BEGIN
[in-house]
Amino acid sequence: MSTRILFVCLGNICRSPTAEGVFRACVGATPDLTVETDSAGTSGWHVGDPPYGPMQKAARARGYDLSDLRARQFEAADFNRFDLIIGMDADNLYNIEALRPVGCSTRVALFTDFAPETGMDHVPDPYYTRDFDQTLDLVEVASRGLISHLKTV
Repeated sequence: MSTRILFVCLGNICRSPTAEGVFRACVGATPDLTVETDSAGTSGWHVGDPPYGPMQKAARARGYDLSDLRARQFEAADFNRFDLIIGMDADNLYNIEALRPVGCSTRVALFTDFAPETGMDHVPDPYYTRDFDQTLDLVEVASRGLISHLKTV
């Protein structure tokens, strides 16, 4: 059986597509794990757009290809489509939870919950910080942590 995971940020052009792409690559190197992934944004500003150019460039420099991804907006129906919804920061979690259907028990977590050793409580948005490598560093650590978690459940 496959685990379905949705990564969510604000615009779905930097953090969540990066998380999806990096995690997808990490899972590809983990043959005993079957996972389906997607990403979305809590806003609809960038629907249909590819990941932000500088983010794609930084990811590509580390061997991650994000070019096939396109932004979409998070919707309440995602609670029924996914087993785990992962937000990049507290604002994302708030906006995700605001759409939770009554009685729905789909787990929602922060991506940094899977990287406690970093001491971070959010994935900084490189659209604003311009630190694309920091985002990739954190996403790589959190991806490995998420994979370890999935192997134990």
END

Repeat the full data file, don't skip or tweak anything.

[in-house]
Amino acid sequence: MSTRILFVCLGNICRSPTAEGVFRACVGATPDLTVETDSAGTSGWHVGDPPYGPMQKAARARGYDLSDLRARQFEAADFNRFDLIIGMDADNLYNIEALRPVGCSTRVALFTDFAPETGMDHVPDPYYTRDFDQTLDLVEVASRGLISHLKTV
Repeated sequence: MSTRILFVCLGNICRSPTAEGVFRACVGATPDLTVETDSAGTSGWHVGDPPYGPMQKAARARGYDLSDLRARQFEAADFNRFDLIIGMDADNLYNIEALRPVGCSTRVALFTDFAPETGMDHVPDPYYTRDFDQTLDLVEVASRGLISHLKTV
């Protein structure tokens, strides 16, 4: 059986597509794990757009290809489509939870919950910080942590 995971940020052009792409690559190197992934944004500003150019460039420099991804907006129906919804920061979690259907028990977590050793409580948005490598560093650590978690459940 496959685990379905949705990564969510604000615009779905930097953090969540990066998380999806990096995690997808990490899972590809983990043959005993079957996972389906997607990403979305809590806003609809960038629907249909590819990941932000500088983010794609930084990811590509580390061997991650994000070019096939396109932004979409998070919707309440995602609670029924996914087993785990992962937000990049507290604002994302708030906006995700605001759409939770009554009685729905789909787990929602922060991506940094899977990287406690970093001491971070959010994935900084490189659209604003311009630190694309920091985002990739954190996403790589959190991806490995998420994979370890999935192997134990």